• Join over 1.2 million students every month
  • Accelerate your learning by 29%
  • Unlimited access from just £6.99 per month

To what extent was Cavour a leader of the unification of Italy?

Extracts from this document...

Introduction

To what extent was Cavour a leader of the unification of Italy? Cavour's contribution to Italy's unification is a momentous one. This is why to a certain extent he can be justly acclaimed as the leader who converted Italy from a geographical expression to a unified country. The turning point in the process to Italy's unification can begin with Cavour's appointment as prime minister of Piedmont in 1852. For Italy to ever have a chance of unification they had to defeat their biggest obstacle, which was to combat Austria's domination over their country. Austria had previously ceased Lombardy and Venetia during Charles Albert's reign, making it increasingly impossible for Italy to have their independence. Cavour as prime minister had a distinct aim, he endeavoured to make his policy of modernizing Piedmont a reality. This was important as it would require a strong Piedmont to take the lead in a national movement against Austria. Subsequently, his plan of action involved creating a series of programmes which ultimately helped the Kingdom of Piedmont to become the leading Italian state. He introduced progressive internal reforms, reorganised the administration, the financial system, industry and the army. ...read more.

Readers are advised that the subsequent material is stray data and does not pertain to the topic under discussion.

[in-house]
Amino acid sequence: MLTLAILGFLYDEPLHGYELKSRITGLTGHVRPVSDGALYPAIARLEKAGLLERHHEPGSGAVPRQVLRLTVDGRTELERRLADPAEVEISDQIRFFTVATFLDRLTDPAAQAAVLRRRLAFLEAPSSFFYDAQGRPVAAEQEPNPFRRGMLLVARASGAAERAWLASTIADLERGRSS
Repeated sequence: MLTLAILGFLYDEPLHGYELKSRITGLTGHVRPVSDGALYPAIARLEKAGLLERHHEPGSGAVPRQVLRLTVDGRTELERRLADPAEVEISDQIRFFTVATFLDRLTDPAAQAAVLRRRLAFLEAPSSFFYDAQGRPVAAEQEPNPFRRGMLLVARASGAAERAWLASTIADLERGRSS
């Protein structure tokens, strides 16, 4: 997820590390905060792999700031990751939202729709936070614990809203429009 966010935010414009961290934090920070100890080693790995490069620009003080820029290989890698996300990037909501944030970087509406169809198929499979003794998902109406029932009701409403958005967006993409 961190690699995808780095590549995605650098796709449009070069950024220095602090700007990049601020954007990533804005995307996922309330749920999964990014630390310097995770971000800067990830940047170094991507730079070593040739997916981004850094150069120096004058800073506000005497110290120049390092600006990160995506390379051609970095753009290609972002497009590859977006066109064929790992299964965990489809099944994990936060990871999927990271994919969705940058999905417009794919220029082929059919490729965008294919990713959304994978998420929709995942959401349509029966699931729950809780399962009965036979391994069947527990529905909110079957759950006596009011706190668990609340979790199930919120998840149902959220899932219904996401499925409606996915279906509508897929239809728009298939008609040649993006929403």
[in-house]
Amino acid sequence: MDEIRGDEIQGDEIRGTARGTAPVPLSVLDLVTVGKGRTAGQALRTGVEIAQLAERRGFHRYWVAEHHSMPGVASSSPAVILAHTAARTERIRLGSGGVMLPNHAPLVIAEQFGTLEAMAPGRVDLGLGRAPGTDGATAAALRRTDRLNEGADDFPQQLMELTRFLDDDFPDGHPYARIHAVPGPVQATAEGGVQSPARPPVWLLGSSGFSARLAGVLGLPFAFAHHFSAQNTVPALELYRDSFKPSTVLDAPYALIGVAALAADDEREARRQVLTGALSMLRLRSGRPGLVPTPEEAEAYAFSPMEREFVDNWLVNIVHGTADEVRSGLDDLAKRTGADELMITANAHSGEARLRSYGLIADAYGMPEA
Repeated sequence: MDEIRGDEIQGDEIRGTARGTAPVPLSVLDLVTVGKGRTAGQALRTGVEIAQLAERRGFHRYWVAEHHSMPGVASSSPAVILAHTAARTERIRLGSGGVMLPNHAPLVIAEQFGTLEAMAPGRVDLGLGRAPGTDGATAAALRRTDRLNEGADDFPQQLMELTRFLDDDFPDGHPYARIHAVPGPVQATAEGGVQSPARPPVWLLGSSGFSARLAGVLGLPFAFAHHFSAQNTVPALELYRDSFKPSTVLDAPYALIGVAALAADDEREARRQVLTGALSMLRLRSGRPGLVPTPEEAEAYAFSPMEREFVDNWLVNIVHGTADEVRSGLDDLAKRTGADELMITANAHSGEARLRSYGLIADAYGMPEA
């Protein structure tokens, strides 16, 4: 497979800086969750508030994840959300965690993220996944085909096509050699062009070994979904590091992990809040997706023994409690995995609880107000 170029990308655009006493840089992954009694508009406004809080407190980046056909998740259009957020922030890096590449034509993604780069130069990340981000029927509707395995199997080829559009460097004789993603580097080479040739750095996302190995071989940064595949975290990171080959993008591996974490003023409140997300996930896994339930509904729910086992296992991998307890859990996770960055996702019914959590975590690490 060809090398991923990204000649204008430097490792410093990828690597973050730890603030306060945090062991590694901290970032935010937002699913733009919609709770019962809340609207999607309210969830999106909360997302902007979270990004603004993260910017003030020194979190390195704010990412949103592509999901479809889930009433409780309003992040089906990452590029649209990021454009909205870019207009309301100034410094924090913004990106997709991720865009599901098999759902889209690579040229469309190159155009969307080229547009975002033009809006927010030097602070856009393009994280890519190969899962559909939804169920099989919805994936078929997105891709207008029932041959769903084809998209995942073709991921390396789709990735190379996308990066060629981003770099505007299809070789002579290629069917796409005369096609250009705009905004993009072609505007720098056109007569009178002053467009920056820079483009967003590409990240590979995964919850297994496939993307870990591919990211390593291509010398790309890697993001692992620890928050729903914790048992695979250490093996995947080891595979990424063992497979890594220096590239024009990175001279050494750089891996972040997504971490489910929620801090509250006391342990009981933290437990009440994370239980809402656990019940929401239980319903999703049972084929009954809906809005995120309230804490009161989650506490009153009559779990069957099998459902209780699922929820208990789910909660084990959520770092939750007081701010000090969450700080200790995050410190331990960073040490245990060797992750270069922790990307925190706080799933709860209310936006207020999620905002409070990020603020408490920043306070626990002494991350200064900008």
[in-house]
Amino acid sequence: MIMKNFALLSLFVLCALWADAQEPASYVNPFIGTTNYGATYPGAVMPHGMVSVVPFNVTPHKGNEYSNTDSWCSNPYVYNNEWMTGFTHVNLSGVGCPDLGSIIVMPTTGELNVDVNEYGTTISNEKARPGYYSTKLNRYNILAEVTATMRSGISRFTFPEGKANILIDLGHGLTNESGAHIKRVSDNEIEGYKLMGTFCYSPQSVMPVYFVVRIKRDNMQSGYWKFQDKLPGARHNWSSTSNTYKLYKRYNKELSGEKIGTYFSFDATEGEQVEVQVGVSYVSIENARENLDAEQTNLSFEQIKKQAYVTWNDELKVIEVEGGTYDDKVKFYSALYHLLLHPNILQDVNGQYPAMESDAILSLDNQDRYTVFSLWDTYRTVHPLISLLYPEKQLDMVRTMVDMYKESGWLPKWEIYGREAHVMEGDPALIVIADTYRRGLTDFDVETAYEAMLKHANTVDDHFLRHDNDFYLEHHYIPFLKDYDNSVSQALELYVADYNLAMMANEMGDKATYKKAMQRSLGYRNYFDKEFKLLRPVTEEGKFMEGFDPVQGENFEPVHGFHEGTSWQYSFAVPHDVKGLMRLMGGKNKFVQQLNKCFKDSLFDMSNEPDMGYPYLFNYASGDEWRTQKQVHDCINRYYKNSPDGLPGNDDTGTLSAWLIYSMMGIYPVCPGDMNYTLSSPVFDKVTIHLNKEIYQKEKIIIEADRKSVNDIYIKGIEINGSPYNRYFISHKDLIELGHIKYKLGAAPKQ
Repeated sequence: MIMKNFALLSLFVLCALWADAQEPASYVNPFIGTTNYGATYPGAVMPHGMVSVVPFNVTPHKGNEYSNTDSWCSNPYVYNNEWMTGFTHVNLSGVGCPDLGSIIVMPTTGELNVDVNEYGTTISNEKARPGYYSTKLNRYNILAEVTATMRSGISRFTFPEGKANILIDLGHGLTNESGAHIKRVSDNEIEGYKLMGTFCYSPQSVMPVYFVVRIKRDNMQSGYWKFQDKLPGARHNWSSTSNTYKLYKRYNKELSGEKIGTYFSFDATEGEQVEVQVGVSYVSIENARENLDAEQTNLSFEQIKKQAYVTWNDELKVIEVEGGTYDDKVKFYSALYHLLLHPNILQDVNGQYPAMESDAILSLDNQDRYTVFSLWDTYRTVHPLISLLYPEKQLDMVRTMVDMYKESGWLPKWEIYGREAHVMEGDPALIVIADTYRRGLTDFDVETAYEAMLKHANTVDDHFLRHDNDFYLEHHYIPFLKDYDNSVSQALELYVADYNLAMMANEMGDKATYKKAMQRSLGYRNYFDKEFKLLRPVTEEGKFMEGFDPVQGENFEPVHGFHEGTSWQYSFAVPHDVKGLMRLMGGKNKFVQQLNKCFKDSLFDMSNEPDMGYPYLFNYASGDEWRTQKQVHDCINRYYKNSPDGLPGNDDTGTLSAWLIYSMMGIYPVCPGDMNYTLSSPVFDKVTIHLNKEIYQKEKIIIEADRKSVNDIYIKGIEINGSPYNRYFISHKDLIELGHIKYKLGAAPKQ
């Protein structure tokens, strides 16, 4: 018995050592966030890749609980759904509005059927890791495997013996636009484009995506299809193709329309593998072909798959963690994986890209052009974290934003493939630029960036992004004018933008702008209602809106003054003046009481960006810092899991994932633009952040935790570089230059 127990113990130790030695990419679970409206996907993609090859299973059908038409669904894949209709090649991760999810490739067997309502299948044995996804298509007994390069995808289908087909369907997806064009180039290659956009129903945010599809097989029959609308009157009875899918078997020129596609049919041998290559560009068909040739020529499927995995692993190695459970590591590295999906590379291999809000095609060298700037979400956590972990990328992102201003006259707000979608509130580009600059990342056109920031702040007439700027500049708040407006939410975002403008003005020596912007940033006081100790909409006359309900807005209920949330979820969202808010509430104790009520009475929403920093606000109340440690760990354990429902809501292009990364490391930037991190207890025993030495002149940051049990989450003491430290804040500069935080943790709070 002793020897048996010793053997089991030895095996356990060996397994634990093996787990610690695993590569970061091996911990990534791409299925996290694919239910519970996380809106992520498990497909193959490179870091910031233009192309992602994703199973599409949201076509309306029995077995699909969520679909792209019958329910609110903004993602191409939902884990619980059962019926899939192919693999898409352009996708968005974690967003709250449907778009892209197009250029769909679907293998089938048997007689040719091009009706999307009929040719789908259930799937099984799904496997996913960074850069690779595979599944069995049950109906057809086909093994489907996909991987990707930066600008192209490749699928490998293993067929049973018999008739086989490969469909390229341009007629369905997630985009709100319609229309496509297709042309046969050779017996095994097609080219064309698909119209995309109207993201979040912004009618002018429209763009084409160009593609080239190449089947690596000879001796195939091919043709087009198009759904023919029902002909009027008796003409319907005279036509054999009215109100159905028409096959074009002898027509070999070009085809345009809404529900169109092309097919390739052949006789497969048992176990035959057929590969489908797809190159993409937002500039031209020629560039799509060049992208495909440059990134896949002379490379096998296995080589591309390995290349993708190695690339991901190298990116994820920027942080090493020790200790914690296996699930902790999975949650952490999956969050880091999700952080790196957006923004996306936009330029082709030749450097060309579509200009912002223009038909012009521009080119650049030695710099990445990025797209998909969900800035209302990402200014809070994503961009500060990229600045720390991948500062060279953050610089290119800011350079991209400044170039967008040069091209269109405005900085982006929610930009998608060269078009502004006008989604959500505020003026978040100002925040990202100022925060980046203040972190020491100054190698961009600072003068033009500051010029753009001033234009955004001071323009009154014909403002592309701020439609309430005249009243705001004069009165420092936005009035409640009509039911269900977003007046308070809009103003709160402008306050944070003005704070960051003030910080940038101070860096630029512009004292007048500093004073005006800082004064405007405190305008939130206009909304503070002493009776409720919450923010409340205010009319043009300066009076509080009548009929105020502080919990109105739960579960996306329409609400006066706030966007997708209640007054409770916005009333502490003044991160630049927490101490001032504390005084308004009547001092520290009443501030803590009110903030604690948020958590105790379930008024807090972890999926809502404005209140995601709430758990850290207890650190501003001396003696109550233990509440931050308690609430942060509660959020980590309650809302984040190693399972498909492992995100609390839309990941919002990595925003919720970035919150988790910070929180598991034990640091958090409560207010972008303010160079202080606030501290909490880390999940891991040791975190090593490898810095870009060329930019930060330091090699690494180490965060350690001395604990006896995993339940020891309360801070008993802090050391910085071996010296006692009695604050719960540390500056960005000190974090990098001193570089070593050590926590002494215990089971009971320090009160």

Middle